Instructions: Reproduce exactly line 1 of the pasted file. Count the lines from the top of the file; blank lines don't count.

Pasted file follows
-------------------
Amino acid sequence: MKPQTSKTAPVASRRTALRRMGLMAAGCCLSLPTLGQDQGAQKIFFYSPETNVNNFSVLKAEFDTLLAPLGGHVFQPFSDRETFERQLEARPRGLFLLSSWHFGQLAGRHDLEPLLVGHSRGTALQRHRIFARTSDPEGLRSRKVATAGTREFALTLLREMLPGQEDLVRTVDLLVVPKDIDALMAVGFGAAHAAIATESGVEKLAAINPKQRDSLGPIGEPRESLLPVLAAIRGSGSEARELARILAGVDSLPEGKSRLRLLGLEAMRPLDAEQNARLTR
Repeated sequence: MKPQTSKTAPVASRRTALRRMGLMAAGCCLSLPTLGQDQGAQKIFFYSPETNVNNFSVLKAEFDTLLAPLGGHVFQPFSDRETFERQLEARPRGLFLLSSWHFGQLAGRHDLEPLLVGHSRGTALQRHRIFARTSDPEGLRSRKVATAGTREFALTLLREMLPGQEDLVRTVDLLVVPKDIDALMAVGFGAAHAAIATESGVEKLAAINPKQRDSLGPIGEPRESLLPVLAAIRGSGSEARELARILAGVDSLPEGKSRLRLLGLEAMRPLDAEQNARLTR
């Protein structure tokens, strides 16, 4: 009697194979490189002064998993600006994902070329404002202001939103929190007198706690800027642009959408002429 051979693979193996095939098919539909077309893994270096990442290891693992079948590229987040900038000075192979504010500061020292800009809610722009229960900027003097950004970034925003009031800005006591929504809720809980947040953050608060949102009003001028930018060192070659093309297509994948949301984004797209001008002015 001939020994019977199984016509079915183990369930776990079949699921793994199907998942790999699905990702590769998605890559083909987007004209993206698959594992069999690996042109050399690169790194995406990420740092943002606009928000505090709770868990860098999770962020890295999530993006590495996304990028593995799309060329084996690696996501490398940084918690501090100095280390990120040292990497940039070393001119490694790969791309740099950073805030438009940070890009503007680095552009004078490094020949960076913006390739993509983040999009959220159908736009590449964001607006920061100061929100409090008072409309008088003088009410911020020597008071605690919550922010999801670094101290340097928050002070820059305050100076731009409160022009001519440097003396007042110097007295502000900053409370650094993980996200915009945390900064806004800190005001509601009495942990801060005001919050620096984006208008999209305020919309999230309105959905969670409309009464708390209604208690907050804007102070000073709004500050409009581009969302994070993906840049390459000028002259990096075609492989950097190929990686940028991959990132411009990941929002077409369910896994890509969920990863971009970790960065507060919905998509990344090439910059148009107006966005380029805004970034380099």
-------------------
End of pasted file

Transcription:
Amino acid sequence: MKPQTSKTAPVASRRTALRRMGLMAAGCCLSLPTLGQDQGAQKIFFYSPETNVNNFSVLKAEFDTLLAPLGGHVFQPFSDRETFERQLEARPRGLFLLSSWHFGQLAGRHDLEPLLVGHSRGTALQRHRIFARTSDPEGLRSRKVATAGTREFALTLLREMLPGQEDLVRTVDLLVVPKDIDALMAVGFGAAHAAIATESGVEKLAAINPKQRDSLGPIGEPRESLLPVLAAIRGSGSEARELARILAGVDSLPEGKSRLRLLGLEAMRPLDAEQNARLTR